> The "OS thread id" section of TRANSACTION output from "SHOW ENGINE
> INNODB STATUS" appears to have been removed. There was no changelog
> entry for this that I could find, and Launchpad only has this
> unhelpful "merge from trunk" commit message with a huge pile of other
> unrelated changes:
> First off, where can I find a real commit message?
bzr branch lp:mysql-server
bzr log -p --show-ids -rrevid:marko.makela@stripped
committer: Marko Mäkelä <marko.makela@stripped>
branch nick: 5.5-innodb
timestamp: Tue 2011-04-05 10:18:43 +0300
Bug 12323643 - CLEAN UP THE INNODB THREAD SHUTDOWN AND ASSERTIONS (WL#5136)
Remove most references to thread id in InnoDB. Three references
remain: the current holder of a mutex, and the current x-lock holder
of a rw-lock, and some references in UNIV_SYNC_DEBUG checks. This
allows MySQL to change the thread associated to a client connection.
Tighten the UNIV_SYNC_DEBUG checks, trying to ensure that no InnoDB
mutex or x-lock is being held when returning control to MySQL. The
only semaphore that may be held is the btr_search_latch in shared mode.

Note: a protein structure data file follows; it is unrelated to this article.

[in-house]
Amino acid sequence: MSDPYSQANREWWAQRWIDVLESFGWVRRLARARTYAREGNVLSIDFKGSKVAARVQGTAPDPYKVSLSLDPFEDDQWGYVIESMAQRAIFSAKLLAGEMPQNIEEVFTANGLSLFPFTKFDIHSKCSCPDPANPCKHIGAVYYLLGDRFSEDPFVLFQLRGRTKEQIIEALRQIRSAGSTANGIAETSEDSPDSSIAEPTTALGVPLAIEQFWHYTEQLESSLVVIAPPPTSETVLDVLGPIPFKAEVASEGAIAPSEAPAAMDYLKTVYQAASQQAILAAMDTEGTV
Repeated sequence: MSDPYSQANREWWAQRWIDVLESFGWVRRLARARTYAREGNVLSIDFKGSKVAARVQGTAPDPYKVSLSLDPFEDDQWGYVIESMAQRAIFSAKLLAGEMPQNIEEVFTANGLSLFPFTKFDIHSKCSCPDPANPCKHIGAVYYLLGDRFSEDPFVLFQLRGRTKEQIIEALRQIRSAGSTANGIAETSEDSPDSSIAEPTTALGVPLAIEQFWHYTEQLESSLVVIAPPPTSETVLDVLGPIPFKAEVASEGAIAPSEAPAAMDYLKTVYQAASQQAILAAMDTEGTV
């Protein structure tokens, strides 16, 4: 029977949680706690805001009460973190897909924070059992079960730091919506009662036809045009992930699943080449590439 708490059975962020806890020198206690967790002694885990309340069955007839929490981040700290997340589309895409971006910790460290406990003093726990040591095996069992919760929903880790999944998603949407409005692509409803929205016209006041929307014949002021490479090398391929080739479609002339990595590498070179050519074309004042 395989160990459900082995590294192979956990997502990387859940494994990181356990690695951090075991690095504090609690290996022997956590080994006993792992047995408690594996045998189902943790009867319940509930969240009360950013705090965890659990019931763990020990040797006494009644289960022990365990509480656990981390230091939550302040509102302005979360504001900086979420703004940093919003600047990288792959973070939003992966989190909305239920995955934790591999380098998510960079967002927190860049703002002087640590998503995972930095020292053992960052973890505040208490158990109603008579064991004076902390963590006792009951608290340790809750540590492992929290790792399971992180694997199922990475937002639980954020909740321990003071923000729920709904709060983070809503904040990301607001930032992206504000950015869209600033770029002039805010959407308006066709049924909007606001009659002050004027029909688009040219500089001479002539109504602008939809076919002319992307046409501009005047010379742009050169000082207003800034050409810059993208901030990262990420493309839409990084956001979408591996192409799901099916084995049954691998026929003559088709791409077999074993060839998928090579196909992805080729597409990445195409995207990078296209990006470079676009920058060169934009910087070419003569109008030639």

sync_thread_levels_empty_except_dict(): A wrapper for
sync_thread_levels_nonempty_trx(): Check that the current thread is
not holding any InnoDB semaphores, except btr_search_latch if
sync_thread_levels_empty(): Unused function; remove.
trx_t: Remove mysql_thread_id and mysql_process_no.
srv_slot_t: Remove id and handle.
srv_conc_exit_innodb(), srv_suspend_mysql_thread: Assert
rb:634 approved by Sunny Bains
I do not know if there is a way to get this directly from Launchpad, probably not.
> Second, is there no
> way to get the OS thread id now? It was very handy when tying MySQL
> thread id to OS thread id for debugging with gdb.
I don't know of any easy way, it looks like the thread id was removed from the
Note that the bug referenced is in the new internal bug tracker, which is not
accessible. And the WL#5136 is marked private. Welcome to the new style of
Open Source development in MySQL ... but maybe an Oracle developer will
comment, some of them are quite helpful.
If I should guess, this is in preparation of better support for thread pool. I
heard rumours of a (closed-source) thread pool being developed at Oracle. With
a good thread pool, different statements in the same transaction can run in
different OS threads (or potentially even different parts of a single
statement), so I guess it no longer makes as much sense to associate a single
OS thread ID with a transaction.
Hope this helps,